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Tomboy: A Graphic Memoir

by Liz Prince

Other authors: See the other authors section.

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4332843,719 (3.86)27
Eschewing female stereotypes throughout her early years and failing to gain acceptance on the boys' baseball team, Liz learns to embrace her own views on gender as she comes of age, in an anecdotal graphic novel memoir.
  1. 10
    Escape from "Special" by Miss Lasko-Gross (weener)
    weener: These are both great graphic memoirs about bright young women and their struggles in their childhood/adolescence.

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» See also 27 mentions

Showing 1-5 of 28 (next | show all)
An honest and heartfelt memoir. The ending felt a bit rushed and a few plot points dropped and never touched on again (what happened to Dusty??) but all in all a good read. This book will easily find its fans. ( )
  scout101 | Sep 15, 2020 |
I love Liz Prince's cute sort of simple art style, and this is a really well done memoir. I'll definitely be giving it to kids who enjoy [a: Raina Telgemeier|21618|Raina Telgemeier|https://d.gr-assets.com/authors/1200153437p2/21618.jpg], anyone who's looking for something with bullies, and people who might be feeling like outcasts.
  bookbrig | Aug 5, 2020 |
I found this at the library (which has an incredible selection for a public library!). It's been on my to-read list since I found out about Liz Prince from Tumblr. It's a good exploration of gender norms and how internalizing social pressure can feel as a kid. It's also a good and gentle display of how the infrastructure of childhood (school, sex-ed, &c) can all come together to really isolate other people until they find their own people in spite of it all. I really enjoyed it. ( )
  jtth | May 4, 2020 |
It was great! The voice, story and writing are all spot on. Funny in a sort of dry, effortless way about personal and difficult experiences. The drawing is equally just right. A very approachable narrative about growing up and dealing with gender and identity within a society which ranges from accepting to hostile or confused on that topic. ( )
  reg_lt | Feb 7, 2020 |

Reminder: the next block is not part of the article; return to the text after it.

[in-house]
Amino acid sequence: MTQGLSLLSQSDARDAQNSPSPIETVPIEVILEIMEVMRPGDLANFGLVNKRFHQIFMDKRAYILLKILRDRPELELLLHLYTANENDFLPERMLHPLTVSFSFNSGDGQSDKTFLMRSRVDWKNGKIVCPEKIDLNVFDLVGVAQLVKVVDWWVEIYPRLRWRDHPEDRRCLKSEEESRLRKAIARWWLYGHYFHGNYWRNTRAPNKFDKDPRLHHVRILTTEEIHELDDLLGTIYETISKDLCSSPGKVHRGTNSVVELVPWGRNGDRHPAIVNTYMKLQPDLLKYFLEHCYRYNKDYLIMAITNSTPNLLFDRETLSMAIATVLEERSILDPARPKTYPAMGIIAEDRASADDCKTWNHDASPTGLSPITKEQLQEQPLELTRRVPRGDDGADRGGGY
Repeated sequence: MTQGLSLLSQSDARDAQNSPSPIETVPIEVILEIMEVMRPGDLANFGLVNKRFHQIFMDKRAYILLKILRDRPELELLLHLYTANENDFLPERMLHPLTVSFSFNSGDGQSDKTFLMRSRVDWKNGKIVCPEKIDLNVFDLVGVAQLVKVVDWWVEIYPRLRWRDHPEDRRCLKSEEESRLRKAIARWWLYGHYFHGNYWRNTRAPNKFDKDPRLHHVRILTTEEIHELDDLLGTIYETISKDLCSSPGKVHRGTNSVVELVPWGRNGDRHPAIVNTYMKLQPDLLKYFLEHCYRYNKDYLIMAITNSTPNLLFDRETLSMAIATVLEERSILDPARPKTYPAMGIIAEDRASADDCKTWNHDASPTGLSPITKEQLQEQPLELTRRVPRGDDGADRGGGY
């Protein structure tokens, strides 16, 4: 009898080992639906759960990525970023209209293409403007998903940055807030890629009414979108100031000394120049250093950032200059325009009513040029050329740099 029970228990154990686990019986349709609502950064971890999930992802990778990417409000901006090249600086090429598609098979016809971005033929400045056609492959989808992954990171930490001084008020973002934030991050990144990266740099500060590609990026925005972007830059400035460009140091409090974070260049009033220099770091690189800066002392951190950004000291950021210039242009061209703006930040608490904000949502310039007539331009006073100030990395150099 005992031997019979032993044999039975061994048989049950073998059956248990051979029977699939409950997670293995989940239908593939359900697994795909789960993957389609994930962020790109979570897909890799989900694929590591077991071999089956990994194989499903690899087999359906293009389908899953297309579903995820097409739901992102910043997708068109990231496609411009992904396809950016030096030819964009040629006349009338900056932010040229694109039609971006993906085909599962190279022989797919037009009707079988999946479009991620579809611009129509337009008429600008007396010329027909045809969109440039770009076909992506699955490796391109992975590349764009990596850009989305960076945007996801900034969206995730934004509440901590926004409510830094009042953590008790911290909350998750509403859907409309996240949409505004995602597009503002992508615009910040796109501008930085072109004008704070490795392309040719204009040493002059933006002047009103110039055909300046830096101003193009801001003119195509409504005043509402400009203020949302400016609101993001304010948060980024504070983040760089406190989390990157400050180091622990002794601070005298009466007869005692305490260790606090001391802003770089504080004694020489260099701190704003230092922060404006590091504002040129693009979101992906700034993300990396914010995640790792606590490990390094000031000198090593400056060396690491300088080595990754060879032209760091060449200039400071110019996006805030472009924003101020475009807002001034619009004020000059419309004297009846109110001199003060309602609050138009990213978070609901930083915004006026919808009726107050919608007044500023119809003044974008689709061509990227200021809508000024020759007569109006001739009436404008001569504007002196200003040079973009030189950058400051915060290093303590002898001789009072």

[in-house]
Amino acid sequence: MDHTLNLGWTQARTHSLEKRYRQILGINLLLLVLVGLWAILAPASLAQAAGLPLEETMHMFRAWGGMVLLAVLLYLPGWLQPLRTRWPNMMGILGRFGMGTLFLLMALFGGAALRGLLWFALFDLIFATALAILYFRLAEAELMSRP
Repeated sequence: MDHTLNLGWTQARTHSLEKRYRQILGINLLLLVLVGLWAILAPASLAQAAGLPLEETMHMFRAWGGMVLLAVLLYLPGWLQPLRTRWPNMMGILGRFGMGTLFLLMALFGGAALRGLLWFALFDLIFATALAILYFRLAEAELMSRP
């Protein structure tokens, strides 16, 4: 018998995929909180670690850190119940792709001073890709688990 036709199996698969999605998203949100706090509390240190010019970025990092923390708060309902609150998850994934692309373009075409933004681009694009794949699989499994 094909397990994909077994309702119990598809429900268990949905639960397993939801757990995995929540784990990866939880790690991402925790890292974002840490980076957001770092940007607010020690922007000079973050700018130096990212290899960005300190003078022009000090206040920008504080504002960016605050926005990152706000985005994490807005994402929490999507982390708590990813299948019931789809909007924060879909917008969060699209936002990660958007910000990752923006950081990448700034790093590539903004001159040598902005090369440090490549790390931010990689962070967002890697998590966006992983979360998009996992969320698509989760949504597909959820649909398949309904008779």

My book review for this graphic memoir is on my YouTube Vlog at:


Enjoy! ( )
  booklover3258 | Dec 16, 2019 |
Showing 1-5 of 28 (next | show all)
s there any grade-school struggle more defining than the desire to fit in? In her first full-length graphic novel, award-winning comics artist Prince tells the story of her lifelong battle with gender stereotypes through the lens of her tomboy childhood, marked by a preference for male role models, slouchy oversize clothes, and some serious bullying. As a kid, Prince chafed at femininity—“Given the chance, I’d much rather wield a sword than wear a tiara”—but her offbeat choices made it hard for her to find friends or a boyfriend. She starts to believe that her disinterest in being girly is what makes her unlikable, and soon she feels embarrassed by being a girl altogether. Luckily, she eventually finds a group of people who appreciate her differences and don’t expect her to act a particular way just because she is a girl. Prince’s tongue-in-cheek black-and-white line drawings, in a charming style reminiscent of Jeffrey Brown’s autobiographical comics, pack a punch in this empowering memoir that should have ample appeal for any kid who feels like an outsider.

» Add other authors

Author nameRoleType of authorWork?Status
Liz Princeprimary authorall editionscalculated
Grano, AdamDesignersecondary authorsome editionsconfirmed
Prince, LizDesignersecondary authorsome editionsconfirmed
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This book is dedicated to these strong women:

My mom, Linda Prince, who raised three strong-willed kids and treated us all with support, understanding, and respect.

Gail Snyder, who taught me to look more closely at the hard things in life: they're trying to tell you something if you'll listen.

Claire Sanders, who faced cancer with sass and humor, and continues to laugh her way through what life throws at her.
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Eschewing female stereotypes throughout her early years and failing to gain acceptance on the boys' baseball team, Liz learns to embrace her own views on gender as she comes of age, in an anecdotal graphic novel memoir.

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Average: (3.86)
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